16 Regulated Coal Ash Disposal Sites in North Dakota
North Dakota utilities operate 16 regulated coal ash ponds and landfills at seven plants that contain more than 58 million cubic yards of toxic waste.
Coal ash has caused significant groundwater contamination at all but one North Dakota plant.
Despite the widespread and serious contamination, no North Dakota plant has developed a groundwater cleanup plan, and most plants in the state no longer even monitor the groundwater for toxic heavy metals.
|Antelope Valley||Beulah||Basin Electric||1 landfill||Molybdenum (x1)|
|Coal Creek||Underwood||Great River||3 lined ponds, 1 landfill||Arsenic (x2), Boron (x15), Cobalt (x5), Lead (x2), Lithium (x17), Sulfate (x11)|
|Coyote||Beulah||Otter Tail||3 unlined ponds, 1 landfill||Arsenic (x1), Boron (x2), Cobalt (x5), Selenium (x2), Sulfate (x10)|
|Leland Olds||Stanton||Basin Electric||2 unlined ponds, 1 landfill||Arsenic (x1), Boron (x2), Fluoride (x1), Lithium (x3), Molybdenum (x2), Sulfate (x4)|
|Milton Young||Center||Minnkota Power Coop||1 lined pond||No contaminants exceeding federal standards|
|RM Heskett||Mandan||MT-Dakota Utilities||1 landfill||Lithium (x54), Sulfate (x22)|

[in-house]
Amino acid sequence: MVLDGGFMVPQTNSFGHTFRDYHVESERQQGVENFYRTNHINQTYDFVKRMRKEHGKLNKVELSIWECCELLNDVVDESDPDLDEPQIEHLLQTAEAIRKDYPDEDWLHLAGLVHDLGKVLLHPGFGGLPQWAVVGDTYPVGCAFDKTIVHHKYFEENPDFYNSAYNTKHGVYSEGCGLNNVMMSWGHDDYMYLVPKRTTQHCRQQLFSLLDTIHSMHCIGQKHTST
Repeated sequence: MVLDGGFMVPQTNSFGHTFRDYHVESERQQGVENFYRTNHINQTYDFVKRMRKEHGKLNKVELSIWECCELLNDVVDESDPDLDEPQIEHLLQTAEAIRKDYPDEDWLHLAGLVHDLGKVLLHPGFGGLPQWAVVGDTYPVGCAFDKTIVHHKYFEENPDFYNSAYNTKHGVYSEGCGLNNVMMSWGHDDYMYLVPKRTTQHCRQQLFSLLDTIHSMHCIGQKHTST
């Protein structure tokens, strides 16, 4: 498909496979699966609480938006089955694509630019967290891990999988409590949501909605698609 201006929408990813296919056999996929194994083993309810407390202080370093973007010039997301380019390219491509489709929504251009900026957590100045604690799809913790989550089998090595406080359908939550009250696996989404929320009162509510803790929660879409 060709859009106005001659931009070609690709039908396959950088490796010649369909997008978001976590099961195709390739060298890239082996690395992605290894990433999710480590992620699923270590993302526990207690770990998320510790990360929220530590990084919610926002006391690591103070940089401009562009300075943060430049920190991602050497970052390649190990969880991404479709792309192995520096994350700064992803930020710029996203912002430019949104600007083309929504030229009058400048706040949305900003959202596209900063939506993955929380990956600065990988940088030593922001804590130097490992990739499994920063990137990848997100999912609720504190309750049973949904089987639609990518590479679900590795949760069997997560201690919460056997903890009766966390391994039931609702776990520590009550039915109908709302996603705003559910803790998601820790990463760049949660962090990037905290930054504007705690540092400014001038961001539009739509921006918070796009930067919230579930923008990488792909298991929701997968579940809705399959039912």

|Stanton||Stanton||Great River Energy||1 lined pond, 1 landfill||Arsenic (x17), Boron (x2), Lead (x1), Molybdenum (x2)|
All data on groundwater contamination from coal ash derived from the utilities’ publicly accessible CCR Compliance Data and Information websites, and exceedances were calculated by Environmental Integrity Project.
For more information on regulated coal ash sites in North Dakota and throughout the U.S., see Mapping the Coal Ash Contamination.
21 Unregulated Coal Ash Legacy Ponds and Inactive Landfills in North Dakota (ash dumps exempted from the 2015 Coal Ash Rule)
In addition, North Dakota hosts at least 21 unregulated inactive coal ash landfills and legacy ponds that escape federal regulation. The exact number remains unknown because utilities are not required to report these sites.